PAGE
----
Additionally, some macros receive special handling; e.g., $(SHELL), which it seems is never read from the environment as it would conflict with the common usage of that environment variable by user shells.

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                  As far as I can tell, they both get placed in the environment of subcommands. The manual is (as per many GNU manuals) unclear on the matter: “When make runs a recipe, variables defined in the makefile are placed into the environment of each shell.” My reading is that anything set in Make should be passed through, but this does not appear to be the case.

                  % cat Makefile
                  FOO = set-from-make
                          @sh ./t.sh
                  % cat t.sh
                  echo "FOO is '${FOO}'"
                  % make
                  FOO is ''
                  % FOO=from-env make
                  FOO is 'set-from-make'
                  % make FOO=from-override
                  FOO is 'from-override'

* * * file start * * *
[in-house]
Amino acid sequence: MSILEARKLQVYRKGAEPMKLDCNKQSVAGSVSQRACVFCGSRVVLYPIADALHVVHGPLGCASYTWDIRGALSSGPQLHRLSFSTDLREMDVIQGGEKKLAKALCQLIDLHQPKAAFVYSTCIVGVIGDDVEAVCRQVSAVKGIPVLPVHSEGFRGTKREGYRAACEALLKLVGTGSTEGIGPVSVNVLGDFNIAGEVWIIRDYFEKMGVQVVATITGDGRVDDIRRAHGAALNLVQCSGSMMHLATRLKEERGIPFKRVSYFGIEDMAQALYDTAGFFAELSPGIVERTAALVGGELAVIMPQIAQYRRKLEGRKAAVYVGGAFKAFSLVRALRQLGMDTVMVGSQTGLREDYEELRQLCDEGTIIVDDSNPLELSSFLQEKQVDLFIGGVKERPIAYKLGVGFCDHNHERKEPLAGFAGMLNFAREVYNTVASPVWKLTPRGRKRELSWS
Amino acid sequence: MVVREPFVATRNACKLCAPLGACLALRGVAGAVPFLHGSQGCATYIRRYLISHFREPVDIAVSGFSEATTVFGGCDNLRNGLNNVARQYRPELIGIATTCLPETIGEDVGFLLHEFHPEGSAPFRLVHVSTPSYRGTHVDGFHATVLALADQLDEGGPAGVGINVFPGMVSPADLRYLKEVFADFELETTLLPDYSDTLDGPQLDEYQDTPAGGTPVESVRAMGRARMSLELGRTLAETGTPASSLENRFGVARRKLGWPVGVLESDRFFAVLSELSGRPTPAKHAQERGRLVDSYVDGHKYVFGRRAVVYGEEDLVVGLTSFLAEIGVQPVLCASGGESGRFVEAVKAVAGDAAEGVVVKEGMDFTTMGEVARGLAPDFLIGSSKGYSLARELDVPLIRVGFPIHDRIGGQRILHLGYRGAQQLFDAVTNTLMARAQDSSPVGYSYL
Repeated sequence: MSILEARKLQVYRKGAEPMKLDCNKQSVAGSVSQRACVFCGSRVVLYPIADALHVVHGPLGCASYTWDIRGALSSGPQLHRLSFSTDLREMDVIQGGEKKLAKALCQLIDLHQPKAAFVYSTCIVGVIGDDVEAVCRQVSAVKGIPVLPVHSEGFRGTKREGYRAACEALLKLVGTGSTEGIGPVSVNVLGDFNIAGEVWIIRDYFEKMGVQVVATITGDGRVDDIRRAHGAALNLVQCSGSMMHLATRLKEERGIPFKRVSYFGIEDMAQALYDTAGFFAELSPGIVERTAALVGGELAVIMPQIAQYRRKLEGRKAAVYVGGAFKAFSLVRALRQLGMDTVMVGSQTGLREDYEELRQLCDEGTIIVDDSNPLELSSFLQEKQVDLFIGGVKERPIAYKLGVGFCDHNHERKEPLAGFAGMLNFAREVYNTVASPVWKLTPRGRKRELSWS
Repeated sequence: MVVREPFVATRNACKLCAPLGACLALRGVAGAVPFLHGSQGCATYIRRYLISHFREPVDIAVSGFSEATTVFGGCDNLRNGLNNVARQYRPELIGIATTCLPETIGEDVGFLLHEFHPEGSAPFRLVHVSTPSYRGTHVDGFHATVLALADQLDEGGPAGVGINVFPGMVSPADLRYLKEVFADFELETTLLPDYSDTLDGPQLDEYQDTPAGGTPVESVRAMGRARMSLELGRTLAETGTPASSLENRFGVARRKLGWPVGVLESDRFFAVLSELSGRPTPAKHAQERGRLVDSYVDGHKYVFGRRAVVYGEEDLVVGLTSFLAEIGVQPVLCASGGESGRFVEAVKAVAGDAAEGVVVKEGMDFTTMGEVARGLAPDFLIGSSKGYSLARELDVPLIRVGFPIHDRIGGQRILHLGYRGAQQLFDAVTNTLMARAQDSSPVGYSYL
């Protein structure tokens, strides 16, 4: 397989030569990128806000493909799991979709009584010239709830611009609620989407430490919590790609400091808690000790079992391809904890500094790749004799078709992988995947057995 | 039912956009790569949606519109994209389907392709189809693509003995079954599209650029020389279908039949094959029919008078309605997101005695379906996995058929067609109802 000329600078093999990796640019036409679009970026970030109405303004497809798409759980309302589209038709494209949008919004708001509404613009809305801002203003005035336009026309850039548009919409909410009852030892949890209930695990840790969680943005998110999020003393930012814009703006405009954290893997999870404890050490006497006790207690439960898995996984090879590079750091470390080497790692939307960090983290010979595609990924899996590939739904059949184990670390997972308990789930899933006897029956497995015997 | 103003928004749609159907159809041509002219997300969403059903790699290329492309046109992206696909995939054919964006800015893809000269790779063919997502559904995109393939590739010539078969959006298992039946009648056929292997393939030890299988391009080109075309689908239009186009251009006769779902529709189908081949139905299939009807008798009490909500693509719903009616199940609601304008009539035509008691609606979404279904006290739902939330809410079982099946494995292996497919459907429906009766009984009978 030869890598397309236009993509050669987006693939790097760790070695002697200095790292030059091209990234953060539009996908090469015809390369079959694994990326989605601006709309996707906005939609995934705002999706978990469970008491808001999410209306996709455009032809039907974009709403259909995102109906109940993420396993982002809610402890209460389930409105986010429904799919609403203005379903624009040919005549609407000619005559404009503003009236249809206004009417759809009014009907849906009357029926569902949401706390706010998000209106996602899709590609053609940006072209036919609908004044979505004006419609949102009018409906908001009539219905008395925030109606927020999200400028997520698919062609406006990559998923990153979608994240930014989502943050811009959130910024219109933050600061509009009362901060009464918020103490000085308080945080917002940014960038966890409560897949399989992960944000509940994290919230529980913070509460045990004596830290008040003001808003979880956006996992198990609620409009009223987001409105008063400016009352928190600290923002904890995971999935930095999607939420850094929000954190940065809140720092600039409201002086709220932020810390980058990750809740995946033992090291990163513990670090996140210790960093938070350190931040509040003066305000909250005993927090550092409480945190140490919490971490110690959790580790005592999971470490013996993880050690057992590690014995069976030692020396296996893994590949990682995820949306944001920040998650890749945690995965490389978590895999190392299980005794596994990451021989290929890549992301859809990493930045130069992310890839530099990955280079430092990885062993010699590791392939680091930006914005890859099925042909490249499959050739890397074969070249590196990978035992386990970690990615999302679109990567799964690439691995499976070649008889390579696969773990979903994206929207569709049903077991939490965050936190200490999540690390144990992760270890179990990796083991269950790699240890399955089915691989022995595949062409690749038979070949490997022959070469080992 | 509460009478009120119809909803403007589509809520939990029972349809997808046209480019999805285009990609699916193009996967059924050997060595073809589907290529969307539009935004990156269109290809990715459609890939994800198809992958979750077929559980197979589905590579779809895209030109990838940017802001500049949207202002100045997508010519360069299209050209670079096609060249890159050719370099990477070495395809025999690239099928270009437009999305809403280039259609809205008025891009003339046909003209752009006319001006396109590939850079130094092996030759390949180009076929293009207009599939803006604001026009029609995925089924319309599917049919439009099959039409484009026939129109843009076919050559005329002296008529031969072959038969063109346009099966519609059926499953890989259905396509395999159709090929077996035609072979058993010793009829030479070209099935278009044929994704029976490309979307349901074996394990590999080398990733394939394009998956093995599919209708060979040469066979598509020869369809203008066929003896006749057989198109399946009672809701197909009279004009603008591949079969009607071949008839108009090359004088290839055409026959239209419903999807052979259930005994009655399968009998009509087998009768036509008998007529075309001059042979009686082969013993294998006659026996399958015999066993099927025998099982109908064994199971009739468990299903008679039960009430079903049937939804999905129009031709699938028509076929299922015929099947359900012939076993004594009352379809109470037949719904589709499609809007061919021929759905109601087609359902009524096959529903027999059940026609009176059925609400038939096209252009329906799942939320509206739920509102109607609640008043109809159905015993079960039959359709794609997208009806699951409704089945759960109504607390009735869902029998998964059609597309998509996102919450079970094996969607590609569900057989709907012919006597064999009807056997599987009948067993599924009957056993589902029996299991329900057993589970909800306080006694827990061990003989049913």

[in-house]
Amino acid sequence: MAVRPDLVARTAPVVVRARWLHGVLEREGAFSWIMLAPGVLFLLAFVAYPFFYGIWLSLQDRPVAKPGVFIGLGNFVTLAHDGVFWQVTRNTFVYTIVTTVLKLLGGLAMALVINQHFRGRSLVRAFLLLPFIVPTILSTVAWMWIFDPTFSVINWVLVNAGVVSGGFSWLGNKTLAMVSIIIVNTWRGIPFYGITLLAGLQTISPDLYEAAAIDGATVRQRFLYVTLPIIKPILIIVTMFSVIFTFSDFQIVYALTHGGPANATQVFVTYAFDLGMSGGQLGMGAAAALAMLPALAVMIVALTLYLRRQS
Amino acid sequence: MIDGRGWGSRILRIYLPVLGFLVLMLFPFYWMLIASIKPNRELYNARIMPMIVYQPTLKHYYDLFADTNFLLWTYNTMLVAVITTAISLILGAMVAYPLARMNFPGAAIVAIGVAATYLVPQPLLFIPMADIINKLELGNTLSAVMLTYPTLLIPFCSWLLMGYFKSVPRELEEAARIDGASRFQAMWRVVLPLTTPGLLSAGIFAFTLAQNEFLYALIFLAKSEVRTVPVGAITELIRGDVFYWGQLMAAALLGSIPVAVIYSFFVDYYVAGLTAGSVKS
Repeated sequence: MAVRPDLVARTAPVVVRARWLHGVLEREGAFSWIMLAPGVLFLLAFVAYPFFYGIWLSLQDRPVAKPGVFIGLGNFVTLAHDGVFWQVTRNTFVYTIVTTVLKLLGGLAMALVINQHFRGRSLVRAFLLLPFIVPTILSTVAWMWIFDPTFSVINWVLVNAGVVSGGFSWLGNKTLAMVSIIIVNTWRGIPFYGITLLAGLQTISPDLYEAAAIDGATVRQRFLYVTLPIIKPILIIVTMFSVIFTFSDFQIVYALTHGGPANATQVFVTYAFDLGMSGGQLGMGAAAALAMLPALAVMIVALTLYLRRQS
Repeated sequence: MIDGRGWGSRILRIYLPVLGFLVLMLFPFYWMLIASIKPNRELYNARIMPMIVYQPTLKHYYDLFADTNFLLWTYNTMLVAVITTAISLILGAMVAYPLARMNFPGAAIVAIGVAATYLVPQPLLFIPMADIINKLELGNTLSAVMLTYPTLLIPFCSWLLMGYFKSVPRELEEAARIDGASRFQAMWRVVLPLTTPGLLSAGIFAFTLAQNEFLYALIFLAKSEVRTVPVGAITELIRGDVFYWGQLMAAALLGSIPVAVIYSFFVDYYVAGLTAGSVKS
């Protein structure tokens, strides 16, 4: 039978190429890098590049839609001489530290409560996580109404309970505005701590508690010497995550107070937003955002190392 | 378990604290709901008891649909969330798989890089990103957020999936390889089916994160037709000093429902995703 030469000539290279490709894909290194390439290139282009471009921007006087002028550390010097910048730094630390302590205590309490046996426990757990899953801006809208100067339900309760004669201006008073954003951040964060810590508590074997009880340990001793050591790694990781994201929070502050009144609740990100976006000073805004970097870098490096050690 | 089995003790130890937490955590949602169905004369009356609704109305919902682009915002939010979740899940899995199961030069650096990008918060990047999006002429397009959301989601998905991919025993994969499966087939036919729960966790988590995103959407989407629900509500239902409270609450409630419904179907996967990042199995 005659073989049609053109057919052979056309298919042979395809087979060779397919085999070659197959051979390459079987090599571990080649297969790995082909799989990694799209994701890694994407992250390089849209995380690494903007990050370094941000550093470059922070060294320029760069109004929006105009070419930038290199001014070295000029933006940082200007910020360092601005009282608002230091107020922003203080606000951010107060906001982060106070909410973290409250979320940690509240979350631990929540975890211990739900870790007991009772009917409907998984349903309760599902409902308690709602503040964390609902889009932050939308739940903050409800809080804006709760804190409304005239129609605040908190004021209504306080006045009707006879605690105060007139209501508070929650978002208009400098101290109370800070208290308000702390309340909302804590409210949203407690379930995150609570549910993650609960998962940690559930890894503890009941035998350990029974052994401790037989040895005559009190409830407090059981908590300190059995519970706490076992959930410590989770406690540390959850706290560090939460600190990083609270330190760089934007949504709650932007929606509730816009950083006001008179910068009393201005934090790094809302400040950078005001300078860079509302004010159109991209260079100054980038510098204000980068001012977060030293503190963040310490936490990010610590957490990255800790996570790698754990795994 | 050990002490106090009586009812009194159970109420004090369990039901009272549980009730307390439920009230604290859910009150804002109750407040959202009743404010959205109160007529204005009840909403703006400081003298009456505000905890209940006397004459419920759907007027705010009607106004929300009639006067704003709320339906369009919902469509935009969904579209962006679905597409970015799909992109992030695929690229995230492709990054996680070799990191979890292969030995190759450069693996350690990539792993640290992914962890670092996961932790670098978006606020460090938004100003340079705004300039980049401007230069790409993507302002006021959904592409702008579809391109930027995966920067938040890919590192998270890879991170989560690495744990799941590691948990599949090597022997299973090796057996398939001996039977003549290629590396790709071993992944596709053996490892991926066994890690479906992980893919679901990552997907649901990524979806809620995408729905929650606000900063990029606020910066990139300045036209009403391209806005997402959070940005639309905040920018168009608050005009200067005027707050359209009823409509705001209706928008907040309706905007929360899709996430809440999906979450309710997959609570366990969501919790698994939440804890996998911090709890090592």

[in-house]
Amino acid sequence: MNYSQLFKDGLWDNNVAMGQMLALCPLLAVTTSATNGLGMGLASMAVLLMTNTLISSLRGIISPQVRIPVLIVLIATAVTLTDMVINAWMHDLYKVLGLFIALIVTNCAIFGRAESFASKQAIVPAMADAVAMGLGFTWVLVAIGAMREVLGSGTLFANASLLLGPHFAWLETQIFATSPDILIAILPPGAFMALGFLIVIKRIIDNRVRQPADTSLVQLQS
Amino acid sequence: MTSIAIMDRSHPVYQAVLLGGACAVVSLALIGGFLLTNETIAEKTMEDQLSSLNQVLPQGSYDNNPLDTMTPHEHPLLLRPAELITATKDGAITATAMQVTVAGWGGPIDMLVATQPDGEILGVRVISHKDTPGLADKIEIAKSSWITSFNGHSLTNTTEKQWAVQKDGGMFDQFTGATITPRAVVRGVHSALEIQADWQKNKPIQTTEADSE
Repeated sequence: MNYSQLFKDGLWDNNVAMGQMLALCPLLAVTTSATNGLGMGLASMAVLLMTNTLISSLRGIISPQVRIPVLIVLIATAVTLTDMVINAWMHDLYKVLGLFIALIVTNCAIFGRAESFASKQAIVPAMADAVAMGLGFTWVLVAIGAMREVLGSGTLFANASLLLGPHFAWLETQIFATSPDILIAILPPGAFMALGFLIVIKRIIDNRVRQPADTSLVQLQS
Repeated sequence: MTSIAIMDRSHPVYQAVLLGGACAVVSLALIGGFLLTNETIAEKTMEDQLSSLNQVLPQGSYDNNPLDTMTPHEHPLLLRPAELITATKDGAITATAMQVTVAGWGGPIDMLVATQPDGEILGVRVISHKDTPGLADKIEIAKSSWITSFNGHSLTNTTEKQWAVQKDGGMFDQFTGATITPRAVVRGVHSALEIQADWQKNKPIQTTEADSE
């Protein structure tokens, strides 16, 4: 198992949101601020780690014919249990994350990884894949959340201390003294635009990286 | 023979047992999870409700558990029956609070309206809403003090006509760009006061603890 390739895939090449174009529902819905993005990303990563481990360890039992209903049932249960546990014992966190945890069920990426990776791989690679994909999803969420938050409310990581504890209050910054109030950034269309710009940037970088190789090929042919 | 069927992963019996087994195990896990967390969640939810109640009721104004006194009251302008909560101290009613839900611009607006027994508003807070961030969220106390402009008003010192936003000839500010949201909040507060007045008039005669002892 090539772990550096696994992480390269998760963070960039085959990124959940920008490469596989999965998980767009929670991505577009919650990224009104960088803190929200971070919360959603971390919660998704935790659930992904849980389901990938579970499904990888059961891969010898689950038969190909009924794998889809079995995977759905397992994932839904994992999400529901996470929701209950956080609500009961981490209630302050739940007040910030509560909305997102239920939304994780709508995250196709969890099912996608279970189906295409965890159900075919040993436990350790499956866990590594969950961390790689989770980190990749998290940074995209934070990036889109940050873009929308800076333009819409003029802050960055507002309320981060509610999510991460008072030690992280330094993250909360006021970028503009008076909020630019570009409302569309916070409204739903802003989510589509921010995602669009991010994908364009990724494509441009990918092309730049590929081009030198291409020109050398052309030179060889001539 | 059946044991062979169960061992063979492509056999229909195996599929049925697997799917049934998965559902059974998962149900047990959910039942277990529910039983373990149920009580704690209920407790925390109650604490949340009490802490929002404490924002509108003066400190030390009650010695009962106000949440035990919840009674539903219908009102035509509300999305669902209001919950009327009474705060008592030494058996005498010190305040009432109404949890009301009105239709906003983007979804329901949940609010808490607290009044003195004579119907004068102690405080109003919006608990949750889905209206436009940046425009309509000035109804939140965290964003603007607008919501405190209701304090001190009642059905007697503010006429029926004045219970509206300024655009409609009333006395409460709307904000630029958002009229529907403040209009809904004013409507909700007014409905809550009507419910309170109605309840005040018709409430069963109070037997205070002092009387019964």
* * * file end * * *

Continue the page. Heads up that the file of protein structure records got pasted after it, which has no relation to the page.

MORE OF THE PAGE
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                    IMO the GNU make manual is pretty clear on this.


                    Variables can get values in several different ways:

                    • You can specify an overriding value when you run make. See Overriding Variables.
                    • You can specify a value in the makefile, either with an assignment (see Setting Variables) or with a verbatim definition (see Defining Multi-Line Variables).
                    • Variables in the environment become make variables. See Variables from the Environment.
                    • Several automatic variables are given new values for each rule. Each of these has a single conventional use. See Automatic Variables.
                    • Several variables have constant initial values. See Variables Used by Implicit Rules.


                    An argument that contains ‘=’ specifies the value of a variable: ‘v=x’ sets the value of the variable v to x. If you specify a value in this way, all ordinary assignments of the same variable in the makefile are ignored; we say they have been overridden by the command line argument.